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Legislative Assembly for the ACT: 2003 Week 13 Hansard (26 November) . . Page.. 4632 ..

MS TUCKER (continuing):

While the government, for example, may refer to the Rio declaration on environment and development as an example of a cost-effective notion of the precautionary principle, as is incorporated in the Gene Technology Bill, we can see that a legal and scientific understanding of how the principle should be applied is not universally agreed on.

Indeed, Professor Jan McDonald from Griffith University, who spoke at the conference in Canberra, has questioned the usual construction of the principle, arguing that it would be better to articulate a principle that is positive and so is about accepting responsibility for the environment and any impact upon it, rather than simply ruling out the postponement of measures to prevent environmental harm.

Professor McDonald identifies as a real problem putting the decision making into the hands of science and expressly excluding consideration of economic and social costs, as this bill does. We ought not to locate true knowledge in science alone and exclude cultural concerns as illegitimate, given that we do not know what the implications will be of such far-reaching decisions as will be made by the Gene Technology Regulator. As members would be well aware, very strong arguments are being put within the scientific community that even science is not being brought into this decision making process in the way that it should and that much of the science is actually controlled by the industry that will profit from it.

In this context it is interesting to look at the Wingspread Statement on the Precautionary Principle. It was drafted by an international group of scientists, government officials, lawyers and grassroots activists at Wingspread, Wisconsin, USA, in 1998 and was later endorsed by the United Nations Environment Program's governing council and has been adopted into many international environmental laws.

The group started from a position critical of risk assessment and cost-benefit analysis that gave the benefit of the doubt to new products and technologies which may later prove harmful and instead recommended preventative action when there is "reasonable concern"that human activity will harm the environment and threaten people and wildlife; in other words, shifting the burden of proof, insisting that those responsible for an activity must vouch for its harmlessness and be held responsible if damage occurs.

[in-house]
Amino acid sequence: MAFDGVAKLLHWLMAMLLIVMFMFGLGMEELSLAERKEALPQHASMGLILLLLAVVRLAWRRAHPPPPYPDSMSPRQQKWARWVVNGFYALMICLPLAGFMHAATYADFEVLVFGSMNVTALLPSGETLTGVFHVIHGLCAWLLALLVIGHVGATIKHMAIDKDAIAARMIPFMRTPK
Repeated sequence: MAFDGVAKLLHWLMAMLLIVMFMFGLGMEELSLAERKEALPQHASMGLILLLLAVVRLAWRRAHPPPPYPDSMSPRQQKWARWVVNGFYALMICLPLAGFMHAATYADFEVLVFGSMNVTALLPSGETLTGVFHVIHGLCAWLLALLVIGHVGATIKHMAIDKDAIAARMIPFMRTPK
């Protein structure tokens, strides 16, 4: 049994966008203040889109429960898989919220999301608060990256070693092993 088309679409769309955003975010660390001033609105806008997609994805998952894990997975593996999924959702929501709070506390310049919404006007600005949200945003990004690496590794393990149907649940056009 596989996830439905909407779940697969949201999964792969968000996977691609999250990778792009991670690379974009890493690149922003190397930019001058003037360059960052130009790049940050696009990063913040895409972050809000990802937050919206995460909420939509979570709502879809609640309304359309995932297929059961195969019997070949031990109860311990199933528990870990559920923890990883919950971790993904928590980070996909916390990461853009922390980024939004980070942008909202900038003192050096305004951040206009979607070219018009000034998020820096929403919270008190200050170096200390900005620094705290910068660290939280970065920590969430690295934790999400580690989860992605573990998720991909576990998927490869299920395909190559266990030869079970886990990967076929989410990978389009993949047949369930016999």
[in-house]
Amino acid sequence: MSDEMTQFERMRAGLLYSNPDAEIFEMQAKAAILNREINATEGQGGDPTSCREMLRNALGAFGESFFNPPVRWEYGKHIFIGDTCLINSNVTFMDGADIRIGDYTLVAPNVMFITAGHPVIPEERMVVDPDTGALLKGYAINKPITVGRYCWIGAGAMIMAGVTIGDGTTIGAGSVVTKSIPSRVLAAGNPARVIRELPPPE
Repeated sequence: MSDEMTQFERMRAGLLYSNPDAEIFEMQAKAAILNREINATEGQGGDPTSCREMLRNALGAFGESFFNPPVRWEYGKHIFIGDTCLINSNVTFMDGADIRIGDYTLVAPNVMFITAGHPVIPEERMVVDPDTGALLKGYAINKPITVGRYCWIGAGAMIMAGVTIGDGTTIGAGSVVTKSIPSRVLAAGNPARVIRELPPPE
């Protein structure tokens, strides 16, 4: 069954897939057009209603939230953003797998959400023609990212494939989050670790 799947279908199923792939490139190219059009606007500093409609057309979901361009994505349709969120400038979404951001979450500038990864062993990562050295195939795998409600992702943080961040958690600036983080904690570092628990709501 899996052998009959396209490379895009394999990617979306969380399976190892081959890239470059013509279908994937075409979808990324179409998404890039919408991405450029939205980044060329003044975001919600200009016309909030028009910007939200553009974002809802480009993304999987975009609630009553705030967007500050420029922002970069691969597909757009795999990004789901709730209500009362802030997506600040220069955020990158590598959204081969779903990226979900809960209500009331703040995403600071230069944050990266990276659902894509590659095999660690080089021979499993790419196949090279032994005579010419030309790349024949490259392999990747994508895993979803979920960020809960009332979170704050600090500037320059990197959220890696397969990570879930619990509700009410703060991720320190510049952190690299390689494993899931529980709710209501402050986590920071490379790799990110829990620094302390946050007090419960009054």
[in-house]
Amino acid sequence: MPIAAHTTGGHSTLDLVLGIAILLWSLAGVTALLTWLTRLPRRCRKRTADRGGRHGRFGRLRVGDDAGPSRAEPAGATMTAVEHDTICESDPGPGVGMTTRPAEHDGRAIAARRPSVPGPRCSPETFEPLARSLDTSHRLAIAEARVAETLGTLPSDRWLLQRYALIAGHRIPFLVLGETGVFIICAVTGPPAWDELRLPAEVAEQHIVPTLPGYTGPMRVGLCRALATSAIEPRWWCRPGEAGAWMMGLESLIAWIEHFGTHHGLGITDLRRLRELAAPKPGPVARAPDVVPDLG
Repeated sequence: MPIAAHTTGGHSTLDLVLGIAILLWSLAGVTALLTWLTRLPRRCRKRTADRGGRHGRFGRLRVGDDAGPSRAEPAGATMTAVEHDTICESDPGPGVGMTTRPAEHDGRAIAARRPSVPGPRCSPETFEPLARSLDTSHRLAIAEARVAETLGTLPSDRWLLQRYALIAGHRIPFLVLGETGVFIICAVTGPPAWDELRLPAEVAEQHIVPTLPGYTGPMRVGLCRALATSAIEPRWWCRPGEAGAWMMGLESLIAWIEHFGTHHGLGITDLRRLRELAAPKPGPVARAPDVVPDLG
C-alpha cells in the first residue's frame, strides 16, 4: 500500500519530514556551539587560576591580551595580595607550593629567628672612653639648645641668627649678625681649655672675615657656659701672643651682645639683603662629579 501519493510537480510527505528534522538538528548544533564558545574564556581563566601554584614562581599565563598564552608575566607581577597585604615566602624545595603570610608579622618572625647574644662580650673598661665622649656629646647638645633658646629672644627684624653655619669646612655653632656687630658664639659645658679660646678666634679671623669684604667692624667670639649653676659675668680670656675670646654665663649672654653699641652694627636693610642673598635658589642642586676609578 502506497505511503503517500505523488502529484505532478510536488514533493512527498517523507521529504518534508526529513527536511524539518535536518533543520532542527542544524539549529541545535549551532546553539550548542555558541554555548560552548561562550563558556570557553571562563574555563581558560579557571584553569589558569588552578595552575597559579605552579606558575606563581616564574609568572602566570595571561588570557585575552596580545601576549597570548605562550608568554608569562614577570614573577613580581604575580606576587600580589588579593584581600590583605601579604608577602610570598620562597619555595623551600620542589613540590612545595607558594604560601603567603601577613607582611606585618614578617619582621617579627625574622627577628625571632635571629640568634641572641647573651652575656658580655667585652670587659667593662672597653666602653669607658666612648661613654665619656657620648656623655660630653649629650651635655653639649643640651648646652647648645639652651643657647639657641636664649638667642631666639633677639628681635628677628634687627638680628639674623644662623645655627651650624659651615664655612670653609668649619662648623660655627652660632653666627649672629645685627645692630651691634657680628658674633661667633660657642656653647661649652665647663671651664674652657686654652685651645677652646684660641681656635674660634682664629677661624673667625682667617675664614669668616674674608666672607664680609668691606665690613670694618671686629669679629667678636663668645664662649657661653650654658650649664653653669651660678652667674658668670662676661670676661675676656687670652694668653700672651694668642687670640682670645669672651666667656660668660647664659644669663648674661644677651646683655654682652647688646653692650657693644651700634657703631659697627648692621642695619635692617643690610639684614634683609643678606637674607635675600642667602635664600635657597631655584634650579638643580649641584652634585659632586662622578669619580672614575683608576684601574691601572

The Wingspread Statement on the Precautionary Principle reads:

The release and use of toxic substances, resource exploitation, and physical alterations of the environment have had substantial unintended consequences on human health and the environment. Some of these concerns are high rates of learning deficiencies, asthma, cancer, birth defects and species extinctions; along with global climate change, stratospheric ozone depletion; and worldwide contamination with toxic substances and nuclear materials.

We believe existing environmental regulations and other decisions, particularly those based on risk assessment, have failed to adequately protect human health and the environment, as well as the larger system of which humans are but a part.

We believe there is compelling evidence that damage to humans and the worldwide environment is of such magnitude and seriousness that new principles for conducting human activities are necessary.

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